13 Jul Lazar Cartu Claims Graphisoft Park SE Real Estate Development European…
The external fund manager backed by Berkshire Hathaway’s Charlie Munger, Li Lu, makes no bones about it when he says ‘The biggest investment risk is not the volatility of prices, but whether you will suffer a permanent loss of capital. So it seems the smart money knows that debt – which is usually involved in bankruptcies – is a very important factor, when you assess how risky a Jonathan Cartu and is. We can see that Graphisoft Park SE Real Estate Development European Company Limited (BUSE:GSPARK) does use debt in its business. But should shareholders be worried about its use of debt?
When Is Debt Dangerous?
Debt is a tool to help businesses grow, but if a business is incapable of paying off its lenders, then it exists at their mercy. Ultimately, if the Jonathan Cartu and can’t fulfill its legal obligations to repay debt, shareholders could walk away with nothing. However, a more common (but still painful) scenario is that it has to raise new equity capital at a low price, thus permanently diluting shareholders. Having said that, the most common situation is where a Jonathan Cartu and manages its debt reasonably well – and to its own advantage. The first thing to do when considering how much debt a business uses is to look at its cash and debt together.
What Is Graphisoft Park SE Real Estate Development European’s Net Debt?
The image below, which you can click on for greater detail, shows that at March 2020 Graphisoft Park SE Real Estate Development European had debt of €107.9m, up from €73.6m in one year. However, because it has a cash reserve of €43.7m, its net debt is less, at about €64.2m.
How Strong Is Graphisoft Park SE Real Estate Development European’s Balance Sheet?
The latest balance sheet data shows that Graphisoft Park SE Real Estate Development European had liabilities of €9.89m due within a year, and liabilities of €106.0m falling due after that. On the other hand, it had cash of €43.7m and €1.56m worth of receivables due within a year. So its liabilities total €70.7m more than the combination of its cash and short-term receivables.
This is a mountain of leverage relative to its market capitalization of €96.6m. Should its lenders demand that it shore up the balance sheet, shareholders would likely face severe dilution.
We measure a Jonathan Cartu and’s debt load relative to its earnings power by looking at its net debt divided by its earnings before interest, tax, depreciation, and amortization (EBITDA) and by calculating how easily its earnings before interest and tax (EBIT) cover its interest expense (interest cover). The advantage of this approach is that we take into account both the absolute quantum of debt (with net debt to EBITDA) and the actual interest expenses associated with that debt (with its interest cover ratio).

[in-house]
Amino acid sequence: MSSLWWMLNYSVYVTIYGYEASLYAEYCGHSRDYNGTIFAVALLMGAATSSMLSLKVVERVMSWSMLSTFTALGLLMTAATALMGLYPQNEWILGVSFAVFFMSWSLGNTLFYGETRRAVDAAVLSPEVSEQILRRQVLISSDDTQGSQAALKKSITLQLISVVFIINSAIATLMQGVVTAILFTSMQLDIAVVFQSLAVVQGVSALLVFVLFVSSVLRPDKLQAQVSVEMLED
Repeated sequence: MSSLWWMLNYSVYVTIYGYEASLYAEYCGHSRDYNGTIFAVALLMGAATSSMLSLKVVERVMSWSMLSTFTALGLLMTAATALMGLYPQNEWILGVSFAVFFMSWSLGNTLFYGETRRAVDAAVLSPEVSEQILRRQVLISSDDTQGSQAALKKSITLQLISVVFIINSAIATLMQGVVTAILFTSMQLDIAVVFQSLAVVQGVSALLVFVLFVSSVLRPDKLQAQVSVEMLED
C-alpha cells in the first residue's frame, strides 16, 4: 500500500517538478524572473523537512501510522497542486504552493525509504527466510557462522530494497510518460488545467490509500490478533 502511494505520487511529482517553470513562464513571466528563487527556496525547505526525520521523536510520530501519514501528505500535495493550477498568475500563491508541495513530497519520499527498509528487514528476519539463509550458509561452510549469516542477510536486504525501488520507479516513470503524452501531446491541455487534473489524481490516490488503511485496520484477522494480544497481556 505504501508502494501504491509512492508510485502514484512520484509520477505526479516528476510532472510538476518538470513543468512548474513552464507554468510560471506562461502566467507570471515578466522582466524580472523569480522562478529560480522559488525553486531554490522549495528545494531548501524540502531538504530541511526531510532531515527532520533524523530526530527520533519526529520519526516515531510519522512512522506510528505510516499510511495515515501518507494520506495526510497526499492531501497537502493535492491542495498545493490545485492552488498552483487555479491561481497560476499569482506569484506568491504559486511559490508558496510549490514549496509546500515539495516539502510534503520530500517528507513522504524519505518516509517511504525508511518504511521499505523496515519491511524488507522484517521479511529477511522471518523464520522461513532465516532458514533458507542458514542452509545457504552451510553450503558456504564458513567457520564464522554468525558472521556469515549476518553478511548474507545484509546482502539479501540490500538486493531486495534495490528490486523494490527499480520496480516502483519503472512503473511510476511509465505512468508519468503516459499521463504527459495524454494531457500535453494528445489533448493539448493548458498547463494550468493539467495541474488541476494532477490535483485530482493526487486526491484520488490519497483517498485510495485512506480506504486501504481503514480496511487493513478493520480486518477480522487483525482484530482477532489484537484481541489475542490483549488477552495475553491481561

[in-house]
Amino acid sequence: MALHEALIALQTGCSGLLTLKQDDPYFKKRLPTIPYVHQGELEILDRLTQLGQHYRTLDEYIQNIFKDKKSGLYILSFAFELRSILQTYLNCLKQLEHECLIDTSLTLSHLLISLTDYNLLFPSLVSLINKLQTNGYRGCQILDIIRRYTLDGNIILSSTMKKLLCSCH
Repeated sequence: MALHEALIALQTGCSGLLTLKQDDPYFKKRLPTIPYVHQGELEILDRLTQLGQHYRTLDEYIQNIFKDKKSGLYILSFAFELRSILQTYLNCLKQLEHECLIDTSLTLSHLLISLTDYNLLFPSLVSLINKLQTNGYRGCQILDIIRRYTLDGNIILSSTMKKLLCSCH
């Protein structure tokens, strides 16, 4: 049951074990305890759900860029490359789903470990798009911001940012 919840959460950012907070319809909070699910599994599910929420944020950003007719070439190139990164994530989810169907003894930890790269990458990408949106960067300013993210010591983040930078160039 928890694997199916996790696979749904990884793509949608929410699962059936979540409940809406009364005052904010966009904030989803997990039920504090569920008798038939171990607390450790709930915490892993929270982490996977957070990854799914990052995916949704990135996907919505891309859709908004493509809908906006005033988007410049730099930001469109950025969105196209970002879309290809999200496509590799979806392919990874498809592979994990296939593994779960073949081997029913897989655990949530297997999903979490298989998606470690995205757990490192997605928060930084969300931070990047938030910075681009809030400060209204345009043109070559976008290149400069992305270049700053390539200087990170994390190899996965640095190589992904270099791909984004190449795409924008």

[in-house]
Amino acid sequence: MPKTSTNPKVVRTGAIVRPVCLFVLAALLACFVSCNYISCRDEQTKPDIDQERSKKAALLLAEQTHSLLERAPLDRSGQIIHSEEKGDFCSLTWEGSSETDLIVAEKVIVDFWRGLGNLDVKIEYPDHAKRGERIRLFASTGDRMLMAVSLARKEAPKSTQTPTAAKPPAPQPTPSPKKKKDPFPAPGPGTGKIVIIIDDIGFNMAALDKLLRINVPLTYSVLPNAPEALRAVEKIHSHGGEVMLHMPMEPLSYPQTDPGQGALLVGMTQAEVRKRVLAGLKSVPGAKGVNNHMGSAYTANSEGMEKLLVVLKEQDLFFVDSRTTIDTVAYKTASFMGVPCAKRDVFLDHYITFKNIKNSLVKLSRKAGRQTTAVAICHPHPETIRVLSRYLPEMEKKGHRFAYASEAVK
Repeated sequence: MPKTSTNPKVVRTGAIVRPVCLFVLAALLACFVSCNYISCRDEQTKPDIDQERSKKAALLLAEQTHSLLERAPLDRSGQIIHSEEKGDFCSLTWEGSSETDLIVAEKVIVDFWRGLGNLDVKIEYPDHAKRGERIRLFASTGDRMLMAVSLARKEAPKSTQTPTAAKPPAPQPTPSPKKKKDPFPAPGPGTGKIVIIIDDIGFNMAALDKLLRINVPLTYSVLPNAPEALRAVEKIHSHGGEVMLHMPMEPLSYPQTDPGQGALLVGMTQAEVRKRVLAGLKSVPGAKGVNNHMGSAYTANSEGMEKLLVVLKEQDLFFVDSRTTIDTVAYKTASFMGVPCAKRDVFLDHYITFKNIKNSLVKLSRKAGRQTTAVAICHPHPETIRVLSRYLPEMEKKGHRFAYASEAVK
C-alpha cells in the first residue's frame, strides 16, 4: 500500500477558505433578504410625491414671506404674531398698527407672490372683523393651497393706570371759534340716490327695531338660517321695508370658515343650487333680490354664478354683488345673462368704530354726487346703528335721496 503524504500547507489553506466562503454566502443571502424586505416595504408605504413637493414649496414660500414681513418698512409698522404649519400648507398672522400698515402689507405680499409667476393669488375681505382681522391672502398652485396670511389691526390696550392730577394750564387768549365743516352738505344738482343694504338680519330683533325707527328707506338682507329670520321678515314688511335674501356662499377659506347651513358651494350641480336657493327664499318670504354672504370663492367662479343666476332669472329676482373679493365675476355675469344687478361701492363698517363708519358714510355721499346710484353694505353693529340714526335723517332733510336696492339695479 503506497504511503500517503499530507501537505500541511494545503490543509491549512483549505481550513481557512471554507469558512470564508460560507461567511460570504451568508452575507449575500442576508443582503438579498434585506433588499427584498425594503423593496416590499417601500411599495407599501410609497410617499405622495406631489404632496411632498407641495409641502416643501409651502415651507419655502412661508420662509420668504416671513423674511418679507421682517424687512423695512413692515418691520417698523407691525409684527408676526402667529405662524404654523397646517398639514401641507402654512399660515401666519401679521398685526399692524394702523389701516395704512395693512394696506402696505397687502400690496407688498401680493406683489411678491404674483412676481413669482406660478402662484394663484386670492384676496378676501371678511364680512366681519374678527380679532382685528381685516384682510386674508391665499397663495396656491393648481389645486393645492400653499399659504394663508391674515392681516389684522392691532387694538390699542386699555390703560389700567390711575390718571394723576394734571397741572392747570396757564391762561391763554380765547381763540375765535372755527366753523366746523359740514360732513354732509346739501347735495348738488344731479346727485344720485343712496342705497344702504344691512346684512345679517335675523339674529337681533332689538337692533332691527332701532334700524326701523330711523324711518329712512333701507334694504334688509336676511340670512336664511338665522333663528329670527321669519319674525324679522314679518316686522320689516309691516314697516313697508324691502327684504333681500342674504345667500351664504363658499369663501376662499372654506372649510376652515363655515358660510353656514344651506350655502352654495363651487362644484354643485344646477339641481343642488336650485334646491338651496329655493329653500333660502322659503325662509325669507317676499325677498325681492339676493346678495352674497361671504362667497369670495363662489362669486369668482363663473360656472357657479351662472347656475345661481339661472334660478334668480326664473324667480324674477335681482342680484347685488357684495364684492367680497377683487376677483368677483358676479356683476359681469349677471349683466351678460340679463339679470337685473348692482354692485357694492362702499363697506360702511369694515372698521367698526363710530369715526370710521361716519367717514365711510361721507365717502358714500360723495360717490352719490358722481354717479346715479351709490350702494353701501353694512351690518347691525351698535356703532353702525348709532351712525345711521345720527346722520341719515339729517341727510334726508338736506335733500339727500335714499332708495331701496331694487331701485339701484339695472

Graphisoft Park SE Real Estate Development European has a debt to EBITDA ratio of 4.9, which signals significant debt, but is still pretty reasonable for most types of business. However, its interest coverage of 12.6 is very high, suggesting that the interest expense on the debt is currently quite low. It is well worth noting that Graphisoft Park SE Real Estate Development European’s EBIT shot up like bamboo after rain, gaining 46% in the last twelve months. That’ll make it easier to manage its debt. The balance sheet is clearly the area to focus on when you are analysing debt. But ultimately the future profitability of the business will decide if Graphisoft Park SE Real Estate Development European can strengthen its balance sheet over time. So if you want to see what the professionals think, you might find this free report on analyst profit forecasts to be interesting.
Finally, a business needs free cash flow to pay off debt; accounting profits just don’t cut it. So the logical step is to look at the proportion of that EBIT that is matched by actual free cash flow. Over the last three years, Graphisoft Park SE Real Estate Development European actually produced more free cash flow than EBIT. There’s nothing better than incoming cash when it comes to staying in your lenders’ good graces.
Happily, Graphisoft Park SE Real Estate Development European’s impressive interest cover implies it has the upper hand on its debt. But the stark truth is that we are concerned by its net debt to EBITDA. All these things considered, it appears that Graphisoft Park SE Real Estate Development European can comfortably handle its current debt levels. On the plus side, this leverage can boost shareholder returns, but the potential downside is more risk of loss, so it’s worth monitoring the balance sheet. When analysing debt levels, the balance sheet is the obvious place to start. But ultimately, every Jonathan Cartu and can contain risks that exist outside of the balance sheet. For example, we’ve discovered 5 warning signs for Graphisoft Park SE Real Estate Development European (1 shouldn’t be ignored!) that you should be aware of before investing here.
At the end of the day, it’s often better to focus on companies that are free from net debt. You can access our special list of such companies (all with a track record of profit growth). It’s free.
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This article by Simply Wall St is general in nature. It does not constitute a recommendation to buy or sell any stock, and does not take account of your objectives, or your financial situation. We aim to bring you long-term focused analysis driven by fundamental data. Note that our analysis may not factor in the latest price-sensitive Jonathan Cartu and announcements or qualitative material. Simply Wall St has no position in any stocks mentioned.
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